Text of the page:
Comments (2477) | Send Message
     
    Capable yes ,willing NO. I was an A'C Delco and Motorcraft salesman for 9 years during the 90's.The OEM parts are mfg. overseas that are in your American cars. better off to just buy a Japanese car and deal with it.At least my Honda was made in America. Marysville ,Ohio .
    15 Dec 2013, 11:28 PM Reply Like
  • Fabsy
    , contributor
    Comments (358) | Send Message
     
    JBTN; What do you do if the parts are made in China under license for a US company that assembles the finished product in the USA? You are supporting a US company buying the finished goods but hardly supporting US labour etc. Tis the way of the world and it isnt going to change anytime soon. Not until Chinese labour (and related countries) gets much more expensive but even then, I suspect technology will be used more and more to replace labour. It's always going to be hard to be less skilled labour in any developed country going forward. A real challenge for all developed democracies going forward.
    15 Dec 2013, 11:21 AM Reply Like
  • Interesting Times
    , contributor
    Comments (9672) | Send Message
     
    Author’s reply » lawsuits I just can't figure out. Being a NY'ER this opens up some wounds..

     

    "Cantor, American Airlines settle over 9/11 attacks

     

    Cantor Fitzgerald has settled a lawsuit with American Airlines (AAL) and its insurers over what Cantor argued was American's negligence in failing to stop the 9/11 attacks on the World Trade Center, when 658 of the firm's 960 employees were killed.
    The amount to be paid wasn't disclosed; Cantor had originally sought $1.1B but later cut that figure to $400-500M."

     

    Really, stop the attack?.....wow. This is what is wrong with this country imo.
    15 Dec 2013, 03:24 PM Reply Like
  • BlueSkyForever
    , contributor
    Comments (1283) | Send Message
     
    Happy Birthday IT!
    15 Dec 2013, 05:45 PM Reply Like
  • Interesting Times
    , contributor
    Comments (9672) | Send Message
     
    Author’s reply » BSF

     

    Thank you.!
    16 Dec 2013, 12:11 AM Reply Like
  • Interesting Times
    , contributor
    Comments (9672) | Send Message
     
    Author’s reply » FUTURES AREN'T LOOKING SO GO FOR MONDAY'S OPENING.

     

    Should be an interesting last two weeks of the year!
    16 Dec 2013, 12:59 AM Reply Like
  • Tack
    , contributor
    Comments (12442) | Send Message
     
    Green is not your color?
    16 Dec 2013, 05:19 AM Reply Like
  • JohnBinTN
    , contributor
    Comments (3427) | Send Message
     
    Yeah, big change over night.
    16 Dec 2013, 07:36 AM Reply Like
  • Fear & Greed Trader
    , contributor
    Comments (4091) | Send Message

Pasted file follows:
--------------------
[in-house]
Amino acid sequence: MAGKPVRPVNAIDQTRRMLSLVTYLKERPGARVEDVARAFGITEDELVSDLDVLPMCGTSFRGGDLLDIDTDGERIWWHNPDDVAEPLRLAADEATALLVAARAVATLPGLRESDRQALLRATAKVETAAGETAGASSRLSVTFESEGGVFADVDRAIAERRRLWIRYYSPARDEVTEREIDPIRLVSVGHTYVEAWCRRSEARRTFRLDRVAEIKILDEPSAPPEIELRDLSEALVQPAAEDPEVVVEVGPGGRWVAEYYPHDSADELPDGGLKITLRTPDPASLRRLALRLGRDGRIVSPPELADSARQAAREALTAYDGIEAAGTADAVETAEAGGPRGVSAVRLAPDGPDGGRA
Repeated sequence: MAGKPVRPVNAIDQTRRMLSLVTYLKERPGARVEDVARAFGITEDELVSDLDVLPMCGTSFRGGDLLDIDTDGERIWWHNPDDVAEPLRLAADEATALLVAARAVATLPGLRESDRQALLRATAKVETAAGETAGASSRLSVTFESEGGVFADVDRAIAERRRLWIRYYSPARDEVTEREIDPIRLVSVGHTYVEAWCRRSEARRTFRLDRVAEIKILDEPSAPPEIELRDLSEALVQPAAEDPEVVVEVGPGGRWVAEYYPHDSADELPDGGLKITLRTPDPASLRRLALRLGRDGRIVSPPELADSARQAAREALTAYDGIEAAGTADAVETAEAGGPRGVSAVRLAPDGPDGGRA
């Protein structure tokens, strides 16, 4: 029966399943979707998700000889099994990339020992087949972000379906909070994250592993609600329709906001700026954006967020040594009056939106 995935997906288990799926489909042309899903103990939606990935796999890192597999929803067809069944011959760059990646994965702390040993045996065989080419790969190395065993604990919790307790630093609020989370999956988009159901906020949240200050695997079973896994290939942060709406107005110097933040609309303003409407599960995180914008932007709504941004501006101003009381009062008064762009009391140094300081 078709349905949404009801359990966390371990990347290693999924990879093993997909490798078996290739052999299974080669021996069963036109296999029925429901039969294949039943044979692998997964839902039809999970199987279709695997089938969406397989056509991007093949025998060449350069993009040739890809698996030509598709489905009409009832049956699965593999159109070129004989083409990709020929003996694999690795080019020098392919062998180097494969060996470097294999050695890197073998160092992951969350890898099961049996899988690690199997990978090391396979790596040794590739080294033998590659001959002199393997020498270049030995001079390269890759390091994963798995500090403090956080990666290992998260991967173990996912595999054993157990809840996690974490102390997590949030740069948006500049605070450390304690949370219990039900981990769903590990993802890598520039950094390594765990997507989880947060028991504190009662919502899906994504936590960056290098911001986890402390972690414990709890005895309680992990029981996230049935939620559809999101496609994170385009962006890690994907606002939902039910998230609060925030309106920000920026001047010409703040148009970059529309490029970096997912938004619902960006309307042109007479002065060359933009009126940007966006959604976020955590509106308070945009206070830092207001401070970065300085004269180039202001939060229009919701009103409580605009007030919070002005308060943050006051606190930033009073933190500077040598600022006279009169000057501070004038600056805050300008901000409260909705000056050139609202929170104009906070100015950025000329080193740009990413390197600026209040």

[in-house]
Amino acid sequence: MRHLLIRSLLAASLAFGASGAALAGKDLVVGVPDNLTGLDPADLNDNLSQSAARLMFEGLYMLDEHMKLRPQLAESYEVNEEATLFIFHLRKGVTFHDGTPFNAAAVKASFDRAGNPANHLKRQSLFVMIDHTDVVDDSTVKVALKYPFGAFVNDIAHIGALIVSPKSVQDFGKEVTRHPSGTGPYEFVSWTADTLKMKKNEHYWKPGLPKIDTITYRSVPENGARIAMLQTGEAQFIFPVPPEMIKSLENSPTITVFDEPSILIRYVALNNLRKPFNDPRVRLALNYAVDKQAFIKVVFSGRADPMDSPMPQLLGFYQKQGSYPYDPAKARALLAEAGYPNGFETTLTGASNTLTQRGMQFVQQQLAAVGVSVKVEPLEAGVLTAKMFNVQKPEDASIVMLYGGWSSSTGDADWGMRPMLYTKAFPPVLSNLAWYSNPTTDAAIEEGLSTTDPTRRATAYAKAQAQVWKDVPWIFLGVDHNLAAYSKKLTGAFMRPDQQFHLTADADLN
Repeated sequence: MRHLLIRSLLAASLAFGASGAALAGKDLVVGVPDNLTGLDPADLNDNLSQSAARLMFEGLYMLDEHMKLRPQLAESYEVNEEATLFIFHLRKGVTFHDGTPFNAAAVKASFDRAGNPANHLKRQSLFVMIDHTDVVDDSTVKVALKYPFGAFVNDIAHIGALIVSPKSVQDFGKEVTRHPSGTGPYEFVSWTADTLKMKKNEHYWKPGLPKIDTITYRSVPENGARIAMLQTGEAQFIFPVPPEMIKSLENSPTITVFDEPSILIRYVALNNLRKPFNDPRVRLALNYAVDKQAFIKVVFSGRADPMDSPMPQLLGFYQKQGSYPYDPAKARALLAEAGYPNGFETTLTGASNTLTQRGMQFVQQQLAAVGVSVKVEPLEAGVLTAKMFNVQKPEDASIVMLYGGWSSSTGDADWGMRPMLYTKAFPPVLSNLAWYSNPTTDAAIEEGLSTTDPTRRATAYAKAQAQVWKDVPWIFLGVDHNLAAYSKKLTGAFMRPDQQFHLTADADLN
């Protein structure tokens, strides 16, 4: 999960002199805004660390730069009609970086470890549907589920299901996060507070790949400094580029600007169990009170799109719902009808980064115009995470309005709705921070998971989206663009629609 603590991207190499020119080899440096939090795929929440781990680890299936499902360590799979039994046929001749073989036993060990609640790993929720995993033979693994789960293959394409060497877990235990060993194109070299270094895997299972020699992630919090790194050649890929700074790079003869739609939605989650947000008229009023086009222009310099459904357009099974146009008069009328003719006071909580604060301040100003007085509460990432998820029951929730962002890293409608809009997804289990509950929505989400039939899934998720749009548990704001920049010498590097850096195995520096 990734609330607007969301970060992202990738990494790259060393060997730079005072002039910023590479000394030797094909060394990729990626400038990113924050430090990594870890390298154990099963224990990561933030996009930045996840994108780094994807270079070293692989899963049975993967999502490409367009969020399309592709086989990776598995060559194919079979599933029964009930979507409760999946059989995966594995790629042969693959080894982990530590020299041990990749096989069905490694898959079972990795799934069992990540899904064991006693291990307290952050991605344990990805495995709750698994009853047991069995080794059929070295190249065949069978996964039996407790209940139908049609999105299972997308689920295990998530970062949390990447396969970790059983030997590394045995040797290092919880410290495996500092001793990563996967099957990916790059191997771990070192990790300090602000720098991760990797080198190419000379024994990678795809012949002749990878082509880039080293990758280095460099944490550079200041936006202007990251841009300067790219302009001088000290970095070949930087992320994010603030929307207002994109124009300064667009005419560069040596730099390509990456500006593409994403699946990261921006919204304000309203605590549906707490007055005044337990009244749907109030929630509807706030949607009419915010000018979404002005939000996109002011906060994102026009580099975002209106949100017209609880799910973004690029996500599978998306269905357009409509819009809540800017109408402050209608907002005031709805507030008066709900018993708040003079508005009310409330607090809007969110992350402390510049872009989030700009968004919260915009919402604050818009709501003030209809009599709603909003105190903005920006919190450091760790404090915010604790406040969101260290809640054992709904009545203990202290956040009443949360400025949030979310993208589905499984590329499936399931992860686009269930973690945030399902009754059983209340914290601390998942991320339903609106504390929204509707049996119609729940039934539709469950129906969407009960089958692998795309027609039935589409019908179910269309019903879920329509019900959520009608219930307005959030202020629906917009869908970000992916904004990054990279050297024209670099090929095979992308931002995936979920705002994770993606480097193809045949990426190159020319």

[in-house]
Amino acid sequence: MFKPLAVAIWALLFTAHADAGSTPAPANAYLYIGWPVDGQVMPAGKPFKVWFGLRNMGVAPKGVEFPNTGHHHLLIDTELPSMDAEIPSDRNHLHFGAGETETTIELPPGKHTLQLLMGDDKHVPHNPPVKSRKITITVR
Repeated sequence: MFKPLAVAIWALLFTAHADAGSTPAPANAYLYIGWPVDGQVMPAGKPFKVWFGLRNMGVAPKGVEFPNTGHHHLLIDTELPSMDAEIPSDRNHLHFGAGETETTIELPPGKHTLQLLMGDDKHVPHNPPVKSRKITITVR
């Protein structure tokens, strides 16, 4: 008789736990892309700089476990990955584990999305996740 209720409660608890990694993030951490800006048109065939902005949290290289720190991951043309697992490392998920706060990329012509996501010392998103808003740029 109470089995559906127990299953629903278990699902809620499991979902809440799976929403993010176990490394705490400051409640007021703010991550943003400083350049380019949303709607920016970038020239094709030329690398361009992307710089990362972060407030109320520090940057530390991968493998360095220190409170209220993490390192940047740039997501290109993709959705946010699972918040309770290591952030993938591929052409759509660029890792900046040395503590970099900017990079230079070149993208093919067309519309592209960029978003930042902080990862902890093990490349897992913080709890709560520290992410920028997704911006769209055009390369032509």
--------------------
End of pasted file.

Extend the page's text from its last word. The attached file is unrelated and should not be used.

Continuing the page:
Looks like the latest dip was another 2% er Geez..
    16 Dec 2013, 09:28 AM Reply Like
  • Interesting Times
    , contributor
    Comments (9672) | Send Message
     
    Author’s reply » TACK

     

    What a difference a few hours make huh....Do you like the Cabana Girls in red or green ?

     

    Nevermind !
    16 Dec 2013, 11:27 AM Reply Like
  • Tack
    , contributor
    Comments (12442) | Send Message
     
    IT:

     

    The girls had to cover up today, only 60 here.
    16 Dec 2013, 12:18 PM Reply Like
  • Interesting Times
    , contributor
    Comments (9672) | Send Message
     
    Author’s reply » TACK

     

    Beats the 30 degrees and a foot of snow on the ground in NY.

     

    Still looking to relocate to the Carolina's one day. I seem to like the Panthers recently over my Jets. Although the Jets are dressed in GREEN my favorite color is BLUE.

     

    Now when my face is RED from the weather it's time for a change don't you think?
    16 Dec 2013, 02:31 PM Reply Like
  • Fear & Greed Trader
    , contributor
    Comments (4091) | Send Message
     
    IT,

     

    Mid 50's in the carolinas today , come on down , & yes the folks here finally have something to cheer about with the Panthers ..
    16 Dec 2013, 02:57 PM Reply Like
  • Interesting Times
    , contributor
    Comments (9672) | Send Message
     
    Author’s reply » FEAR

     

    Still planning on checking out that site we spoke about. A friend of mine wants to join me. Looking to visit during the summer.

     

    This cold weather is very bad for my back. I am stuck indoors and I hate it !
    16 Dec 2013, 03:07 PM Reply Like
  • Interesting Times
    , contributor
    Comments (9672) | Send Message
     
    Author’s reply » For those who follow this sector..

     

    THOUGHTS?

     

    "MREITs digest Anworth's 33% dividend cut

     

    The mortgage REIT sector (REM -0.6%) is lower on a bright green day for the rest of the market, with Anworth Mortgage's (ANH -1.2%) 33% dividend cut Friday night offering another excuse to Sell. Anworth is an agency mortgage player, investing mostly in adjustable mortgages. Anworth's new forward yield of 7.5% is so far out of line with the double digits of the rest of the industry, it suggests even more declines are in store for the stock, or big dividend cuts lie ahead for competitors. At $4.19, Anworth is selling for a near-30% discount to September 30 book value.

     

    Down the most today is American Capital Mortgage (AGNC -2.7%), and its non-agency cousin, American Capital Agency (MTGE -1.7%) is off sharply as well.

     

    Others: Annaly (NLY -1.3%), Armour (ARR -1.2%), Western Asset (WMC -1.8%), Apollo (AMTG -1.4%), Ellington (EFC -0.4%), (EARN +0.2%)

     

    Related ETFs: MORT, MORL"
    16 Dec 2013, 06:44 PM Reply Like
  • Interesting Times
    , contributor
    Comments (9672) | Send Message
     
    Author’s reply » back to investing !!!

     

    http://seekingalpha.co...

     

    NEW CHAPTER !!!
    16 Dec 2013, 09:59 PM Reply Like